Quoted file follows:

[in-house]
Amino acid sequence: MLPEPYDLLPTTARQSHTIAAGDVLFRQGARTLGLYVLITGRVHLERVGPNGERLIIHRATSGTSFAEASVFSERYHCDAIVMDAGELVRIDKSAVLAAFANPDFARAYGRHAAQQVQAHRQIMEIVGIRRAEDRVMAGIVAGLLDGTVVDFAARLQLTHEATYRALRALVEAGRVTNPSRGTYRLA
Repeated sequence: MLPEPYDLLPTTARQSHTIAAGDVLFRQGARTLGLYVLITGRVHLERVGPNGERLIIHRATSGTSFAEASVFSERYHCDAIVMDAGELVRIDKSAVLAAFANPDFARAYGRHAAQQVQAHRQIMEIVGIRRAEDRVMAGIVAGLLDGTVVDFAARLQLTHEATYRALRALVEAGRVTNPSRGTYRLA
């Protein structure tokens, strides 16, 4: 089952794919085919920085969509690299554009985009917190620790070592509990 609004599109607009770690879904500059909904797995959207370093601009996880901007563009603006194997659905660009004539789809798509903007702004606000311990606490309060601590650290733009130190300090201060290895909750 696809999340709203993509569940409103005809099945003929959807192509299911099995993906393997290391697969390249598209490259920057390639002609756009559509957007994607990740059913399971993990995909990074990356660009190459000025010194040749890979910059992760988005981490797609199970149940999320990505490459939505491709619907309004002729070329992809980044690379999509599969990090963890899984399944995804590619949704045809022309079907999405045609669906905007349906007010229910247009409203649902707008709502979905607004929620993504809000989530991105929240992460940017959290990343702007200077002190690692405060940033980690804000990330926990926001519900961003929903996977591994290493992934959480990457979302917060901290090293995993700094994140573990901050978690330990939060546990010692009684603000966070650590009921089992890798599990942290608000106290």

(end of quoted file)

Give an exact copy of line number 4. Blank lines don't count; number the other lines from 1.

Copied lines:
């Protein structure tokens, strides 16, 4: 089952794919085919920085969509690299554009985009917190620790070592509990 609004599109607009770690879904500059909904797995959207370093601009996880901007563009603006194997659905660009004539789809798509903007702004606000311990606490309060601590650290733009130190300090201060290895909750 696809999340709203993509569940409103005809099945003929959807192509299911099995993906393997290391697969390249598209490259920057390639002609756009559509957007994607990740059913399971993990995909990074990356660009190459000025010194040749890979910059992760988005981490797609199970149940999320990505490459939505491709619907309004002729070329992809980044690379999509599969990090963890899984399944995804590619949704045809022309079907999405045609669906905007349906007010229910247009409203649902707008709502979905607004929620993504809000989530991105929240992460940017959290990343702007200077002190690692405060940033980690804000990330926990926001519900961003929903996977591994290493992934959480990457979302917060901290090293995993700094994140573990901050978690330990939060546990010692009684603000966070650590009921089992890798599990942290608000106290």